Other Flock Ministries

Min. Ken Stuczynski / 716-868-1329 / ken@otherflock.org

A teacher friend of mine lamented that so many in her profession basically gave up their lives for their profession. Not this their vocation is unworthy of their effort and sacrifice, but that in retirement they discover that they have not much of a life to enjoy. This is not due to age or infirmary so much as a lack of connection to social circles, no cultivated hobbies, or interests they dare not have desired for so long. My friend’s axiom is that if you didn’t have much of a life during your working years, you won’t have much of one when you retire.

I am certain from both experience and reason this is the case with many other people. The circumstances of the pandemic demonstrated vividly, and sometimes shockingly, this truth. For the first time, as if retired, people can see what it feels like to not be burdened with a work schedule. Of course, everyone reacted in their own way, but we saw an exodus of workers previously willing to be treated as slaves for survival (or sub-survival) wages. We saw many people retire early, permanently. I myself reevaluated the time spent in some organizations I belonged to that I allowed to demand much time from me.

So what does this have to do with heaven? The fact that so many people give up so much for nothing more than the idea of a time when they don’t have to toil. It’s like the Promised Land to them. Atheists rightfully point out that when they choose to be ethical or good, it is not out of fear or reward, and therefore reveals a more honest and admirable condition of a person’s character. But it’s more than that. Do we shirk our responsibilities to make the world a better place because it’s all going to hell anyway and we don’t plan to be here?

In American Christianity at least, personal salvation and social justice have become goal posts at opposite sides of the theological playing field. Among Christian extremists, the denial of works as a means of salvation has crossed the line into a denunciation of good deeds and words, in spite of the whole knowing-a-tree-from-its-fruit thing. (No wonder some church-goers label such things derogatorily as “wokeness” to the point where “Love thy neighbor” would make them wince if they did not recognize its Author.)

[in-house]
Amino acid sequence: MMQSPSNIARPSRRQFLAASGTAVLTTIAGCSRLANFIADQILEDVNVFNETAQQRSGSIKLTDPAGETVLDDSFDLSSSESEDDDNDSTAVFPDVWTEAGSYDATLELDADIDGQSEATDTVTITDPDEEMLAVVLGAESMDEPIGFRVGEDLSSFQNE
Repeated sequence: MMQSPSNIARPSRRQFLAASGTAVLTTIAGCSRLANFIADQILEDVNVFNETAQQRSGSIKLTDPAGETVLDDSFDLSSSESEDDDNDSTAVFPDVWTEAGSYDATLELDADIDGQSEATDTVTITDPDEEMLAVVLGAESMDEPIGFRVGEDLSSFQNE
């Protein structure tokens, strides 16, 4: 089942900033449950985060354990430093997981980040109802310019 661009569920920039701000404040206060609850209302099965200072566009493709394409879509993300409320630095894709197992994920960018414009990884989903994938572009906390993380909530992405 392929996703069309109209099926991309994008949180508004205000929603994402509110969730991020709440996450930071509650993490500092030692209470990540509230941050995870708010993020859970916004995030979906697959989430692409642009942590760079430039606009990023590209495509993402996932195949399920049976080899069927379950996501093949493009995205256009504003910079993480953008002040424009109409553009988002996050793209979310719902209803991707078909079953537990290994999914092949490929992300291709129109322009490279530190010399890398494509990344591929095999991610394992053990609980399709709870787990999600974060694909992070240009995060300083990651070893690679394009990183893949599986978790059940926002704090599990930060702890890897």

I won’t impose here any particular views regarding an afterlife, but I believe there’s something in the Good News about having done this or that to the least of His children. If you don’t take care of business here, how could you be expected to be worthy of doing the same once your human eyes are shed and you see the Divine face-to-face? What if, like in the story of the king dressed as a beggar, you receive on your plate at the palace only what you yourself were willing to give?

The obsession with the afterlife was the result of centuries of religious hope appealing to enslaved and overworked masses. I’m not saying there isn’t a place for such consolation. But what if the sacrifice isn’t to bring the Kingdom of God at hand, but simply to put in your time and perhaps make an extra deposit or two into one’s spiritual 401k? Even if we believe we can’t earn salvation through works, does that excuse idleness? Do we use it as a shield to skirt accountability to our world and fellow human beings in the here and now? I see that every day — and wonder if the tree matches the fruit.

Maybe the best parallel to retirement is this: No matter your circumstance, you still have to live with yourself. Retirement and death may be a major change in venue, but you are the performer, and you’ll be playing the same music you know. You can’t escape from yourself. And if you want any future to be better then now, maybe making now better is the key. Call it karma if you must, but it’s really just becoming the tree that bears the fruit you want yourself and others to eat, now and in the end.